Father Magnus does get back to Wehner—with devastating results. To Father Magnus, Wehner’s childhood molestation marks her as easy prey, and over the next few years, Father Magnus and Seton Keough High School chaplain and counselor Father Maskell use Wehner’s confession against her. They repeatedly invoke her past victimization to justify the horrific and sustained sexual abuse she is forced to endure at their hands. The logic? They have to fuck the “whore” out of her.

Like many victims of PTSD, Wehner blocks the entire experience for years. As she begins to remember, she takes steps to tell her story—first to her family and then to officials. Not surprisingly, Wehner’s confession is leveled against her. Her reputation is maligned and she is designated as unreliable, crazy, vindictive, and money-hungry. At one point Michael Lehane, the lawyer representing Father Maskell, calls Wehner and fellow plaintiff Teresa Lancaster “very confused, very disturbed.”  She is violated again and again as lawyers, law enforcement, biased medical professionals, and the Church do everything in their power to discredit her.

The Keepers examines how institutional silencing has a profound effect on victims. Especially in the Catholic Church, which still has the reputation of harboring, protecting, and defending pedophiles, it’s very common for otherwise decent humans to align themselves fully and uncritically with the oppressor. People want to protect their cherished ideals and maintain their sense of belonging to and identifying with a clan, so when victims attempt to speak their truth, they are seen as threats and silenced. They are met with blame and shame. Since silence allows predators to remain empowered and continue their abuse, nothing changes.

What does create change, however, is refusing silence. Over the course of The Keepers, we see Wehner transform. Initially, she is Jane Doe—an anonymous shadow. When we first meet her, she is reticent and contemplative. Then she reaches out to former classmates and other victims, participating in group healing through sharing her experiences. By the end of the film, Wehner taps into her righteous rage—“Wow! Those fuckers! My God!” she shouts, bemused. She pours herself a defiant glass of wine: “We’re not invisible.”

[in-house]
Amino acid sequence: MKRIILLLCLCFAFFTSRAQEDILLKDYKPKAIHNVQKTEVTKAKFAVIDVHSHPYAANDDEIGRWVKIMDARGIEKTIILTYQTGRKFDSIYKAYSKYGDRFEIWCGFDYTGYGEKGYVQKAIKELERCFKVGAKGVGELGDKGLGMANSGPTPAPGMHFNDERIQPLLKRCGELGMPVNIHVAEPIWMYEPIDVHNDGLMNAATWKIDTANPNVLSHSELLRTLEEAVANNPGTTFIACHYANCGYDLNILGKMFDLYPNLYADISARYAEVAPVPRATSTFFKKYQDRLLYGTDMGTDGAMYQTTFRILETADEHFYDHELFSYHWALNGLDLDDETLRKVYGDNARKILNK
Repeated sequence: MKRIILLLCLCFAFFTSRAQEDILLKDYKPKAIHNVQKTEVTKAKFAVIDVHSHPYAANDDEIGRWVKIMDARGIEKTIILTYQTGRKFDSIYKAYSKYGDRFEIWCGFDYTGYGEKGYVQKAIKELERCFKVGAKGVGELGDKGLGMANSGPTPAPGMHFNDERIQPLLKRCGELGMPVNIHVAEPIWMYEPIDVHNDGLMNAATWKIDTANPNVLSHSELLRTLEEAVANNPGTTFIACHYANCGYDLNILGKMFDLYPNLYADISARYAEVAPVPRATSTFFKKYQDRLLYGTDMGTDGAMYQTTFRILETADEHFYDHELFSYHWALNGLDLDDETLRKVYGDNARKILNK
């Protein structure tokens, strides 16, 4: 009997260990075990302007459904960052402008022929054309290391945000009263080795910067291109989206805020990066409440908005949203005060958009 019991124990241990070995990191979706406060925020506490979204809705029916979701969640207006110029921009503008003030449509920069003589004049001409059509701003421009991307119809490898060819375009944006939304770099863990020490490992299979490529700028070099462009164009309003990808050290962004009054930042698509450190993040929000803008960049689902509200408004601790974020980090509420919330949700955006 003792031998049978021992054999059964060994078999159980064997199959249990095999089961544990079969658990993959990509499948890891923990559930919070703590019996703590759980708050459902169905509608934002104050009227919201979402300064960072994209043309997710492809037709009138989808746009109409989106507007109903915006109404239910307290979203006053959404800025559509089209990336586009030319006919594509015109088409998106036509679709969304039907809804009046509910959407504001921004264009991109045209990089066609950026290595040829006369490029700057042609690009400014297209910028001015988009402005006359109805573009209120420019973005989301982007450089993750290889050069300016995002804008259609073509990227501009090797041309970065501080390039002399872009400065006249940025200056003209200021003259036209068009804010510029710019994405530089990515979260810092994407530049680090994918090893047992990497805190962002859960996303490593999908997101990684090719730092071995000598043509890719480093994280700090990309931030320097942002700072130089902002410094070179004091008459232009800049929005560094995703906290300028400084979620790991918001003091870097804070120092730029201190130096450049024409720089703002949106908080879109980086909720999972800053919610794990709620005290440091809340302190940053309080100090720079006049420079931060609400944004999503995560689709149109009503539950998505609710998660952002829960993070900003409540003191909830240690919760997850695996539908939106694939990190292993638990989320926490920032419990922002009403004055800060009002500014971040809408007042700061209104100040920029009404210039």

When I took my first Confession at age seven, I was given the choice to go face to face with the priest or to talk behind a screen. I chose the screen, scared of the priest seeing me. But as I examined my conscience, I couldn’t find anything to confess. I tried really hard to figure out what I had done wrong and ended up lying to the priest that I had broken eggs against the refrigerator.

Now I can recognize that even as a child, I felt uncomfortable about confessing on terms that were not my own. I might even have been subconsciously aware that I was just a kid who hadn’t really done anything worth confessing.

Later on, of course, when I had my first boyfriend, priests were very interested in what I had to confess. They tried their best to make me feel ashamed. Sometimes it worked—but mostly it didn’t. I’d roll my eyes as I left the confessional, and the next day my boyfriend and I would be making out in the parking lot.

Confession implies something shameful—secrets not to be shared. Yet an integral part of being a Catholic involves sitting in a dark box and telling those secrets to a man you don’t really know in order to be absolved. The act is supposed to be a reminder that no sin is too great to be forgiven, but it reinforces, especially for young women, the idea that one is damaged and in need of a male authority figure for redemption. The Keepers skillfully examines the power of confession outside the box, the communities it creates and the ripples it makes. Telling one’s story brings healing—not immediately, but over a long, harrowing period of self-reflection and sharing. Jean Wehner’s power was taken away from her in the confessional; she regained that power through confessing on her own terms. For Wehner, language and confession—once used to keep her quiet—becomes her method of resistance.


Image credits: feature image, image 1, image 2.

Patricia Grisafi, PhD, is a New York City-based writer and educator. Her work has appeared in Salon, VICE, Bitch, Bustle, Ravishly, The Establishment, and elsewhere. She is passionate about pit bull rescue, cursed objects, and designer sunglasses. You can find her on Twitter @PatriciaGrisafi. More from this author →